New York City launches bike share service ten months behind schedule
Ten months behind schedule, New York City on Monday launched what aims to be one of the world’s biggest bike share programs, following in the path already taken by Paris, Montreal, London and Barcelona.
New Yorkers will now be able to move around on the 6,000 blue “Citi Bikes” distributed among 333 stations in Manhattan and Brooklyn — the first phase of a network that is supposed to grow to 10,000 bikes at 600 stations.
Light traffic because of the Memorial Day holiday made for ideal conditions to try out the new subscription-based service on quiet city streets.
About 14,000 New Yorkers have paid an annual $103 fee entitling them to unlimited rides of 45 minutes. Daily and weekly plans will be available as well from June 2.
Alex Nash, who pedaled into Union Square on his first “Citi bike” ride at 8:30 am, said he was delighted by the experience despite some glitches.
“To start with, it was a little bit difficult to put it back. … But it’s great. I love it,” the software engineer said.
He said he wants to use the bike share program every day to get around Manhattan.
The roll-out, which has caused changes in traffic patterns and in the urban landscape, have caused some grumbling among New Yorkers who have seen parking places disappear and complain the bike racks look ugly.
And there is raging debate over the risks posed by a higher degree of road sharing among cars and bikes in a city not known for patience.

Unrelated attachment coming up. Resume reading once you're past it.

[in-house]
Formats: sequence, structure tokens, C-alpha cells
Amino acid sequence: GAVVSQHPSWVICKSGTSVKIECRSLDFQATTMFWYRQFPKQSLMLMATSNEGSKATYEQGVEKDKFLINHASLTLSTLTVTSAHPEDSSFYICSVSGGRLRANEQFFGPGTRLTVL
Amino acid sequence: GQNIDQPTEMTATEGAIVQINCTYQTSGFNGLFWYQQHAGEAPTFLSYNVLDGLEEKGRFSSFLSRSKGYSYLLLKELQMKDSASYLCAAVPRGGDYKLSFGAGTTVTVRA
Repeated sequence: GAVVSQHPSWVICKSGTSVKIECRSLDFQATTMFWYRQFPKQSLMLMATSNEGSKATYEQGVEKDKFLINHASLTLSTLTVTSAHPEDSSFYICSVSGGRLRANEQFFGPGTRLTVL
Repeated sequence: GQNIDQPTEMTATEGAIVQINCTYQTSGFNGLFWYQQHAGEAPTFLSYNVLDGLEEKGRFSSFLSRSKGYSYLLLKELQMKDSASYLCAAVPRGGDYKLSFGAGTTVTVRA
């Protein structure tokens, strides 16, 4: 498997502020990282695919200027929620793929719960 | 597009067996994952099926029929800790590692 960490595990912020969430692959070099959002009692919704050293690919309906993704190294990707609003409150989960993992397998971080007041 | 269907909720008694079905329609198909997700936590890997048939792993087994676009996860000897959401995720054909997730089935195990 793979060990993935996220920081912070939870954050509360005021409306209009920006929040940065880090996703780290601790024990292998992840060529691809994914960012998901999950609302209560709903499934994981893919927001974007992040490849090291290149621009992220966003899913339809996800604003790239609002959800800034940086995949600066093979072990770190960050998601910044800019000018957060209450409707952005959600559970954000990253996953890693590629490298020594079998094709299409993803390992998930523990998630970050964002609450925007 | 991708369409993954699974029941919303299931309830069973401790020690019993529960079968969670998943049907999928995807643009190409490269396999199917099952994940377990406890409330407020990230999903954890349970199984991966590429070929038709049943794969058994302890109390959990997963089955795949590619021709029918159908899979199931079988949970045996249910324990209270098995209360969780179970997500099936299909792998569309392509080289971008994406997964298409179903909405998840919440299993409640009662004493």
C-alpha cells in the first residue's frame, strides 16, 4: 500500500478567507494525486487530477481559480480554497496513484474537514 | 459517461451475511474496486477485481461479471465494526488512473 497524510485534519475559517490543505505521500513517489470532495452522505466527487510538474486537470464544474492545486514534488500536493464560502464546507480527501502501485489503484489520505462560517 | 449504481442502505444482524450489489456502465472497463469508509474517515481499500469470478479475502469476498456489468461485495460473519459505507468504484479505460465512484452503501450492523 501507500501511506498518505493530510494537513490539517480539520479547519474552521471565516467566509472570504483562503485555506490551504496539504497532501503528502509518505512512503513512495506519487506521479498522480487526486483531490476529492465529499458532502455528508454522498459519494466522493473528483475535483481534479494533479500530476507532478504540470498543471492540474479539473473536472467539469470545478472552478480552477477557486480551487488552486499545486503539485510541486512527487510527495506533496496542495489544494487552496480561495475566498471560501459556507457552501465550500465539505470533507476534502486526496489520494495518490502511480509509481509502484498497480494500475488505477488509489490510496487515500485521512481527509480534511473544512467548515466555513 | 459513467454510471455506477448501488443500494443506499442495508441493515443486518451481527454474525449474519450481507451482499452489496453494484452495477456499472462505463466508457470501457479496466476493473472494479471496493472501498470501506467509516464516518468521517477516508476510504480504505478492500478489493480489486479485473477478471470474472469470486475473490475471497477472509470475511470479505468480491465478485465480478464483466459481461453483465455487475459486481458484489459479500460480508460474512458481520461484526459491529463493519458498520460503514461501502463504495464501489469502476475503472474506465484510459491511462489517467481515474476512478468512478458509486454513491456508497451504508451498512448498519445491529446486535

Mayor Michael Bloomberg, who formally launched the program Monday with city transportation commissioner Janette Sadik-Khan, told riders it was “important to be careful” on the Big Apple’s streets.
“It will take some time for walkers and drivers to get accustomed to seeing thousands more bikes on the streets,” Bloomberg said.
The initiative operates under the same basic scheme adopted in other cities with bike share programs, with users offered daily, weekly and annual plans at varying rates for unlimited 30 to 45 minute rides. There is a charge for rides that last longer.
The program was supposed to have begun in July 2012 but it was postponed twice, initially for logistical reasons, and later because some equipment suffered flood damage during Superstorm Sandy in October.
When it reaches full strength, the New York bike share program will be the third largest in the world, after the Chinese tourist hotspot of Hangzhou, which has 60,000 bikes on offer, and Paris, with more than 20,000 cycles.
Many other cities around the world have launched similar initiatives including Berlin, Boston, Brisbane, Hamburg, Melbourne, Mexico City, Milan, Munich, Stockholm, Tel Aviv and Washington.